Combating Counterfeit and Smuggled Drugs

Foreign pharmaceutical trademarks, in principle, are registered in the name of the companies in the countries where they are established, and trademark protection procedures are managed by those companies. Although affiliates in Türkiye are not a party to trademark protection proceedings, since they become the marketing authorization holders of the drug, they are considered the relevant addressee of the Ministry of Health (“MoH”) in all transactions related to the product.

The Turkish Medicines and Medical Devices Agency ("Agency") is responsible for regulating and supervising drugs and other healthcare products. The Drug Tracking System ("DTS") has been developed to combat drug smuggling and counterfeiting; all drugs are registered with a unit based QR code and every transaction is tracked from the moment it enters the market until it reaches the patient. Marketing authorization holders in Türkiye must notify the Agency of any counterfeiting and smuggling activities of which they become aware and are also obliged to notify under Article 278, "Crime of Failure to Report a Crime", of the Turkish Penal Code (“TPC”).

How to get informed?

Since pharmaceutical companies do not sell medicines directly to patients and drugs are delivered through pharmaceutical warehouses and pharmacies, there are many actors in the supply of drugs. Therefore, information on counterfeit drugs can be obtained through reports made to the company by physicians, warehouses, or pharmacists other than the patient. Upon such reports, it is possible to act based on the individuals identified and the detailed information, evidence and samples obtained through general field and/or address-based investigations conducted by lawyers or investigation companies.

What are the legal remedies?

Depending on the evidence obtained, complaints can be filed under Articles 186 and 187 of TPC, under “Manufacturing Counterfeit Drugs” and “Infringement of Trademark Rights and Unfair Competition”. In the case that counterfeit or original drugs enter the country without being subjected to the required customs regime (in other words, if they are smuggled), legal action pursuant to the Anti-Smuggling Law can also be taken separately or alongside the complaints mentioned above.

Since the crimes of Trademark Infringement and Unfair Competition are crimes prosecuted upon complaints, the trademark or marketing authorization holders must decide whether or not to file a complaint, depending on the evidence obtained. As the principle of ex officio prosecution applies to crimes that violate Article 186 and 187 of TPC and the Anti-Smuggling Law, investigations and raids can be initiated by the Security Forces on their own or following criminal complaints filed by pharmaceutical companies.

When to notify?

In criminal investigations related to drugs, local affiliates can file a complaint with the MoH or the Agency. Even if the trademark owner is a foreign company, the involvement of the local affiliate may be necessary in some cases to ensure ease of notification and follow-up.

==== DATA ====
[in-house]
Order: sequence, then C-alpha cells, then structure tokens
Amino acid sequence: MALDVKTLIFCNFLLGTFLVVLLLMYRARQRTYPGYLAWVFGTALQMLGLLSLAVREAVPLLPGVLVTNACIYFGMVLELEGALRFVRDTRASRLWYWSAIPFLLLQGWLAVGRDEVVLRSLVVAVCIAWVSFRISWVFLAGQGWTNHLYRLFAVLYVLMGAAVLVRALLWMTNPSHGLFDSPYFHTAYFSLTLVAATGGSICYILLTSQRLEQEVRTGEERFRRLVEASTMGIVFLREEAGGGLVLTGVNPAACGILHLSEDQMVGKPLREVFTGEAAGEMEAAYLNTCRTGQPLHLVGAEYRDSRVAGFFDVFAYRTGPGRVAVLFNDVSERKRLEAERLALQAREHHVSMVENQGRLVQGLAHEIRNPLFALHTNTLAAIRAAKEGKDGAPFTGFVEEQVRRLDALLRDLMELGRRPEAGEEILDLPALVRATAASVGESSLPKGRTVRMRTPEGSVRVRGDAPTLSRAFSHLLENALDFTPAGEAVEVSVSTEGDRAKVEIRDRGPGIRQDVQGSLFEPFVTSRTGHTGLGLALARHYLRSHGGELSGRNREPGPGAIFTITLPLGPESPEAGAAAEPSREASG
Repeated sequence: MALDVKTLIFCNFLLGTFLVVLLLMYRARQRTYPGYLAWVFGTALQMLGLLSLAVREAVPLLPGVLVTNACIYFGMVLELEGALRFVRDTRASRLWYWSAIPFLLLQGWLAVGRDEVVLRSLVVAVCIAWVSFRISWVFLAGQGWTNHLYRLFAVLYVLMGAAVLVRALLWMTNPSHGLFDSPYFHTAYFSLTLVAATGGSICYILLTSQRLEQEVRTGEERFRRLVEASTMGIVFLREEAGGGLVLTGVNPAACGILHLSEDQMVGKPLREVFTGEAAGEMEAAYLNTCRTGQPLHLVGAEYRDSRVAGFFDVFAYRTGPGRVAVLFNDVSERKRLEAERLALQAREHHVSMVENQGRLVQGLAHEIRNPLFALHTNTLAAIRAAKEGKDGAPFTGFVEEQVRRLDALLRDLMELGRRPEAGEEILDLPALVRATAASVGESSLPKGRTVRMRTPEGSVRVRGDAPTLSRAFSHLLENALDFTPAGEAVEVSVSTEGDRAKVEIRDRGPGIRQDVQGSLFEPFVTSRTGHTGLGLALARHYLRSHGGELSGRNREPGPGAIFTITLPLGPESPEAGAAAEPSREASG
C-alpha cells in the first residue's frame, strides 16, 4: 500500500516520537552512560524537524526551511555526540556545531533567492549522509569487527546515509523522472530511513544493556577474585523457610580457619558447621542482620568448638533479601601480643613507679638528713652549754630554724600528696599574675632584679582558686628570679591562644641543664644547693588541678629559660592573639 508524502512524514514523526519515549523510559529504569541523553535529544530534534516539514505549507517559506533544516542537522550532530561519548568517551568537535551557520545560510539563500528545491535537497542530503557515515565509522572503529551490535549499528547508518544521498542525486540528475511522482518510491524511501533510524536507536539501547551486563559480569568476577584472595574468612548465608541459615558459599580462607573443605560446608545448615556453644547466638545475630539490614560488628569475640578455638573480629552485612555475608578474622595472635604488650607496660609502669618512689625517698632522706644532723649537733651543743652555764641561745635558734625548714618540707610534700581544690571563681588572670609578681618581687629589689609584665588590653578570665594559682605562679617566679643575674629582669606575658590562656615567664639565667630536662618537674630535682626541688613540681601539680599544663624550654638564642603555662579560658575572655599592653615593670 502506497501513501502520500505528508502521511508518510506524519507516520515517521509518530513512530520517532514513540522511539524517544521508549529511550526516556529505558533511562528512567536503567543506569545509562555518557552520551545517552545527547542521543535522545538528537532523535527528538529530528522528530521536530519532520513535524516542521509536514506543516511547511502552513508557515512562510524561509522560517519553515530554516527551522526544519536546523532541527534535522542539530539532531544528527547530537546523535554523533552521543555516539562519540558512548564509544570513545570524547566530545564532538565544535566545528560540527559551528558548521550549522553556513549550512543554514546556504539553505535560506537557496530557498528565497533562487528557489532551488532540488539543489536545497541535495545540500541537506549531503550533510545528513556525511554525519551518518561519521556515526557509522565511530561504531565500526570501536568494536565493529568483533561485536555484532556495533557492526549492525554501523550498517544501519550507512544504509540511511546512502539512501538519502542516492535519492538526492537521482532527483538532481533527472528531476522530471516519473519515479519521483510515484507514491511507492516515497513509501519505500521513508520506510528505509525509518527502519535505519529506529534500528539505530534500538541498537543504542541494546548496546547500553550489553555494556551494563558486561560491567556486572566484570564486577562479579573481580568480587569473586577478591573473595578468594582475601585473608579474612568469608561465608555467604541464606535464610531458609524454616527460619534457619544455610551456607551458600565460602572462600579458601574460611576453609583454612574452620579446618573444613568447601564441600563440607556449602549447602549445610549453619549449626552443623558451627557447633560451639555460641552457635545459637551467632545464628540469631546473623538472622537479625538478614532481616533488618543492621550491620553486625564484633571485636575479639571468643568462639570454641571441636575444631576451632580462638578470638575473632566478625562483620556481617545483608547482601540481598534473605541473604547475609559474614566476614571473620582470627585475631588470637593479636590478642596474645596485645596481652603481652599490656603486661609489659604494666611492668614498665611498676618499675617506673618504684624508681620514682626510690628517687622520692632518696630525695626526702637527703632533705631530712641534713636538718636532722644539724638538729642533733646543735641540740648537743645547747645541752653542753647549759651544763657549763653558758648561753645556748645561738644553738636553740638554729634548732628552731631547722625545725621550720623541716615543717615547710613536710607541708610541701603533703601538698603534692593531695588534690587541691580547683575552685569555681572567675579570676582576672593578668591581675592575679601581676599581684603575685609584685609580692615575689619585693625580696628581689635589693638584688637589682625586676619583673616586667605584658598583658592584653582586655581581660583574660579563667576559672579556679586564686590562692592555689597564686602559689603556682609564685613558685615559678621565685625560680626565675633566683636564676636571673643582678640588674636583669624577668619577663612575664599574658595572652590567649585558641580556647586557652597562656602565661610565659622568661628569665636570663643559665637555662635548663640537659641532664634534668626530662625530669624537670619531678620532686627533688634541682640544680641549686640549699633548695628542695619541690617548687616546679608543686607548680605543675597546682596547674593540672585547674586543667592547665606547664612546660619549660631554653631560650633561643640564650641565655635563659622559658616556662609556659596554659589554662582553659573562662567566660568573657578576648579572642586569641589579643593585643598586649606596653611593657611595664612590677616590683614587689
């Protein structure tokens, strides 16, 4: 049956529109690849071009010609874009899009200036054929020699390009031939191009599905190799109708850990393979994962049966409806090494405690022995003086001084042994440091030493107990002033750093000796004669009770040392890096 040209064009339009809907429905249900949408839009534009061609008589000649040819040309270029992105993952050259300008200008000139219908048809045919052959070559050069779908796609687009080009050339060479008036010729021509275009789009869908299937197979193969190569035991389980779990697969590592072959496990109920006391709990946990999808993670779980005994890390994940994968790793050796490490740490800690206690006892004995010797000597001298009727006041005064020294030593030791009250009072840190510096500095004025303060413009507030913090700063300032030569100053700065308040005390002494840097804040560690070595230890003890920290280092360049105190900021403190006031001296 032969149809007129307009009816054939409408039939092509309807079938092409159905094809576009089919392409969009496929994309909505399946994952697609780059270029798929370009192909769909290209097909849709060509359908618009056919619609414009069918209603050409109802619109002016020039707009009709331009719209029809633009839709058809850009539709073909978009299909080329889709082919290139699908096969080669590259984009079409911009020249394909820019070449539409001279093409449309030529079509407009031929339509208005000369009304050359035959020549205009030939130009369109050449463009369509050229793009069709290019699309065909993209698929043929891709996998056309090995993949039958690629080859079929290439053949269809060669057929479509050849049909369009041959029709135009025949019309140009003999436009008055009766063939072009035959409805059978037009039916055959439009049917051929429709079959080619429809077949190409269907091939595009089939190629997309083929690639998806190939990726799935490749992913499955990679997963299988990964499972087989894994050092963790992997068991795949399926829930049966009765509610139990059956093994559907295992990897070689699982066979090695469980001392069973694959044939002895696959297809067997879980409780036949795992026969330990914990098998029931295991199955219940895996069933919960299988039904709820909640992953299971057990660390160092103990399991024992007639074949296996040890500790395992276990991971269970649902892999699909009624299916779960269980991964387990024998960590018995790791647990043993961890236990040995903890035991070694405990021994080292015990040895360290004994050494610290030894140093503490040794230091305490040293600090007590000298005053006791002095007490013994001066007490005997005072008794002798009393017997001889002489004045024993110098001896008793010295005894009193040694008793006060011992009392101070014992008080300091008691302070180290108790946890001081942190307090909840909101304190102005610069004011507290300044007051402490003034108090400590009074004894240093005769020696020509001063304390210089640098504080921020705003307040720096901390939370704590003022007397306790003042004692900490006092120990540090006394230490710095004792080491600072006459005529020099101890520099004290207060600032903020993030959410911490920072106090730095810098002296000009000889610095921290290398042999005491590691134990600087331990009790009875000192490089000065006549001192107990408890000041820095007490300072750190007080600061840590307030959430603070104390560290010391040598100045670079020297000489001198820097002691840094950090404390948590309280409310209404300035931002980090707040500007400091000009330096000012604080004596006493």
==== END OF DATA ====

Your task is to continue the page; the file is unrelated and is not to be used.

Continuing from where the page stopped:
When it comes to counterfeit or smuggled drugs, as they cannot be tracked via the DTS, it is essential to investigate the manufacturer, production sites and distributors of counterfeit drugs to take legal action. Filing a complaint before all the information is obtained, or only based on hearsay/suspicion, may prevent the process from proceeding efficiently and quickly. It is advised that the most effective option is to investigate allegations and file complaints with the competent authorities after sufficient evidence has been collected. Otherwise, perpetrators may become aware of the situation and destroy the evidence.

When a criminal complaint is filed with the prosecutor's office based on the trademark right, it is beneficial to wait for the conclusion of the process and then file a complaint with the Agency about the relevant product. This is because the issues to be examined by the Agency are not trademark disputes, but issues concerning public health. Especially in cases where a pharmacist or a physician is a suspect, it is important to file a complaint with hard evidence. The timing of the complaint is an important strategic factor, as criminal complaints against these persons may be withdrawn at a later stage.

In cases where the process is initiated ex officio by law enforcement officers, it is equally important to follow up by getting involved in the process. Complaints to the Agency or the MoH should also be considered after raids and the main stages of the process should be completed.

In recent years, operations related to smuggled and counterfeit drugs can be initiated not only by data obtained from domestic sources, but also by investigations conducted by international platforms. Last year, a significant number of counterfeit or smuggled drugs were seized in the Pangea XVI operation, which was conducted in coordination with the Interpol-Europol Department and the Anti-Smuggling and Organized Crime Directorate. In 2024, it is expected that similar operations will be conducted. It is advised that trademark owners conduct investigations to obtain as much information as possible to support the related processes.

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